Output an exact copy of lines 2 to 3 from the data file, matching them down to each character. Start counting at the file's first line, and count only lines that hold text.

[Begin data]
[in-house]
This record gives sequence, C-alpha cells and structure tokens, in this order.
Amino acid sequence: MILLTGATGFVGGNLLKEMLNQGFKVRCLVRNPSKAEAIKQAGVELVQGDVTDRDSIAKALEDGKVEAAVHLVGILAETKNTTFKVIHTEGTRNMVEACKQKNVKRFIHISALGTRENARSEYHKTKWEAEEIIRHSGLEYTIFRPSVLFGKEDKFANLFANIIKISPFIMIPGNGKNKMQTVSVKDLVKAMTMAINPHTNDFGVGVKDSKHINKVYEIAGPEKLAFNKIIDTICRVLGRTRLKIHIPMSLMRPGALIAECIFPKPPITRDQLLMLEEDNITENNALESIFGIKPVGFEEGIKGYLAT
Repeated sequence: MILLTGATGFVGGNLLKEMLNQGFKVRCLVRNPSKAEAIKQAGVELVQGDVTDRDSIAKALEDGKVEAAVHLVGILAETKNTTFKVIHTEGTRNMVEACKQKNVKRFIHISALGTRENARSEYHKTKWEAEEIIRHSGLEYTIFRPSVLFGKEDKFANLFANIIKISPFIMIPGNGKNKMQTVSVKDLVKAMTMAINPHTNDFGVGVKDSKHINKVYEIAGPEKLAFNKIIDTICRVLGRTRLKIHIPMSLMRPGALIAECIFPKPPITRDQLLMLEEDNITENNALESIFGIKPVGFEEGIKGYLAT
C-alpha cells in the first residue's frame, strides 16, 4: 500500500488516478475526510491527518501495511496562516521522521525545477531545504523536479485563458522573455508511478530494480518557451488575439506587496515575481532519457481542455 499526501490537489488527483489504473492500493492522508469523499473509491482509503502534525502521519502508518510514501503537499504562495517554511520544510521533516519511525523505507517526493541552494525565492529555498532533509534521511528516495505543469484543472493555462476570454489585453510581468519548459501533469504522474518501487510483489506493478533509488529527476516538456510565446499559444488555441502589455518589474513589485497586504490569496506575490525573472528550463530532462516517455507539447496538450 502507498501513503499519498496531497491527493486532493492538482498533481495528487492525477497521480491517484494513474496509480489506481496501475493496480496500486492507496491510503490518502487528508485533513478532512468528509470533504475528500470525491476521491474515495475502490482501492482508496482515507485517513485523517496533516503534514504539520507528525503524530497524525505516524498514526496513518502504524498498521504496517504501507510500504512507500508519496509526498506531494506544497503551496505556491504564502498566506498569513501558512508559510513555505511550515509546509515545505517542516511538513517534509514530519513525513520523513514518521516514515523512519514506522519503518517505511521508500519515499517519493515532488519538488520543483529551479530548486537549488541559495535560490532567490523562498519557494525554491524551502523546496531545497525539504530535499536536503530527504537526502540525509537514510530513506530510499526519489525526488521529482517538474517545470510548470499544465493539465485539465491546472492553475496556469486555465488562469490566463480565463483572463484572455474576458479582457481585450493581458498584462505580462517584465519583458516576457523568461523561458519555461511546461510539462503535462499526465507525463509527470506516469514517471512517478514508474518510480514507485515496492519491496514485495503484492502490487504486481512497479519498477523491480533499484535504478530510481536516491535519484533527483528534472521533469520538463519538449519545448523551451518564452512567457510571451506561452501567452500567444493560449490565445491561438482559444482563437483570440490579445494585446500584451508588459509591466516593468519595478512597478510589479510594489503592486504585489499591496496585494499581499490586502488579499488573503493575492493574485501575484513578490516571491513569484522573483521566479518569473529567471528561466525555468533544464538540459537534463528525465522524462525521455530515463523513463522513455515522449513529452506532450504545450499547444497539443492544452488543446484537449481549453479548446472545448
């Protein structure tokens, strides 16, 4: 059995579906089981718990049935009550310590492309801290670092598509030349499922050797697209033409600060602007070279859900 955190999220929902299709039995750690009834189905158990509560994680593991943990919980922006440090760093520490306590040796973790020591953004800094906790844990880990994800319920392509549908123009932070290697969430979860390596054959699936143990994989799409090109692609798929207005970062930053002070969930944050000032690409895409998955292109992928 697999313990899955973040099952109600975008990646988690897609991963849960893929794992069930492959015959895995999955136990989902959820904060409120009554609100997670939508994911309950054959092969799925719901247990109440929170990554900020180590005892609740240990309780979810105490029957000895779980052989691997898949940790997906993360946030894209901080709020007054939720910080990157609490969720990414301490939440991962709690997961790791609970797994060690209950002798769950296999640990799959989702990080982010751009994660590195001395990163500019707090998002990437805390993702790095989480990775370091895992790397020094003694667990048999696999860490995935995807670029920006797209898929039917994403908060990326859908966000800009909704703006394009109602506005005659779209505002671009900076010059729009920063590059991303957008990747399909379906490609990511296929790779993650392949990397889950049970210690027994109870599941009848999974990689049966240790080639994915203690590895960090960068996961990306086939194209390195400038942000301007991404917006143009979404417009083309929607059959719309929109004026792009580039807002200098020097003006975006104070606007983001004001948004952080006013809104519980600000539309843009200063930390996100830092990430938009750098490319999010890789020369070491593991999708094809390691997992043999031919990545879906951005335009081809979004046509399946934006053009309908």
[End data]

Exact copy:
This record gives sequence, C-alpha cells and structure tokens, in this order.
Amino acid sequence: MILLTGATGFVGGNLLKEMLNQGFKVRCLVRNPSKAEAIKQAGVELVQGDVTDRDSIAKALEDGKVEAAVHLVGILAETKNTTFKVIHTEGTRNMVEACKQKNVKRFIHISALGTRENARSEYHKTKWEAEEIIRHSGLEYTIFRPSVLFGKEDKFANLFANIIKISPFIMIPGNGKNKMQTVSVKDLVKAMTMAINPHTNDFGVGVKDSKHINKVYEIAGPEKLAFNKIIDTICRVLGRTRLKIHIPMSLMRPGALIAECIFPKPPITRDQLLMLEEDNITENNALESIFGIKPVGFEEGIKGYLAT